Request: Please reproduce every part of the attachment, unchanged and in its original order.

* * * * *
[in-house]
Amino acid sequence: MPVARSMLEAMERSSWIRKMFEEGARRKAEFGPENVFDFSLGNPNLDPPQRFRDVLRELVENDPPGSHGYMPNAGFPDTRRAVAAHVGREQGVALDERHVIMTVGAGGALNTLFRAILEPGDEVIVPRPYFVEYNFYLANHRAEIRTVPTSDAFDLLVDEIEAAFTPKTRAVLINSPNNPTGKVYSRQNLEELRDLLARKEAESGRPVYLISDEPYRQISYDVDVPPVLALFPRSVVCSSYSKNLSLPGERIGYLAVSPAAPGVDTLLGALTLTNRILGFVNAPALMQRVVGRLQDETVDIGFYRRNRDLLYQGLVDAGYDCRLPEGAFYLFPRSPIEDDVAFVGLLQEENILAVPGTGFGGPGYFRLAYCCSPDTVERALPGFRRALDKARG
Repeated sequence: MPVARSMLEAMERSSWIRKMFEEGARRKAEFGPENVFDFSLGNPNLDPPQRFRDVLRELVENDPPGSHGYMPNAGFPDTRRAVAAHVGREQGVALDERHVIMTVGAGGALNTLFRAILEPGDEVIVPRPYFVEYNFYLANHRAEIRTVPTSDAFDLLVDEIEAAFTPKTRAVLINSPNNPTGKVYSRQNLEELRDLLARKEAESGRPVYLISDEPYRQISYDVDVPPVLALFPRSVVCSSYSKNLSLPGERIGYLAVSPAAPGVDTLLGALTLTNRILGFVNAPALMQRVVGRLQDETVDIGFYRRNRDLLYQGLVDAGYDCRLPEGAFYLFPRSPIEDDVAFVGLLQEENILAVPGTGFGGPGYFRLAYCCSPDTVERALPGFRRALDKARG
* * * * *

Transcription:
[in-house]
Amino acid sequence: MPVARSMLEAMERSSWIRKMFEEGARRKAEFGPENVFDFSLGNPNLDPPQRFRDVLRELVENDPPGSHGYMPNAGFPDTRRAVAAHVGREQGVALDERHVIMTVGAGGALNTLFRAILEPGDEVIVPRPYFVEYNFYLANHRAEIRTVPTSDAFDLLVDEIEAAFTPKTRAVLINSPNNPTGKVYSRQNLEELRDLLARKEAESGRPVYLISDEPYRQISYDVDVPPVLALFPRSVVCSSYSKNLSLPGERIGYLAVSPAAPGVDTLLGALTLTNRILGFVNAPALMQRVVGRLQDETVDIGFYRRNRDLLYQGLVDAGYDCRLPEGAFYLFPRSPIEDDVAFVGLLQEENILAVPGTGFGGPGYFRLAYCCSPDTVERALPGFRRALDKARG
Repeated sequence: MPVARSMLEAMERSSWIRKMFEEGARRKAEFGPENVFDFSLGNPNLDPPQRFRDVLRELVENDPPGSHGYMPNAGFPDTRRAVAAHVGREQGVALDERHVIMTVGAGGALNTLFRAILEPGDEVIVPRPYFVEYNFYLANHRAEIRTVPTSDAFDLLVDEIEAAFTPKTRAVLINSPNNPTGKVYSRQNLEELRDLLARKEAESGRPVYLISDEPYRQISYDVDVPPVLALFPRSVVCSSYSKNLSLPGERIGYLAVSPAAPGVDTLLGALTLTNRILGFVNAPALMQRVVGRLQDETVDIGFYRRNRDLLYQGLVDAGYDCRLPEGAFYLFPRSPIEDDVAFVGLLQEENILAVPGTGFGGPGYFRLAYCCSPDTVERALPGFRRALDKARG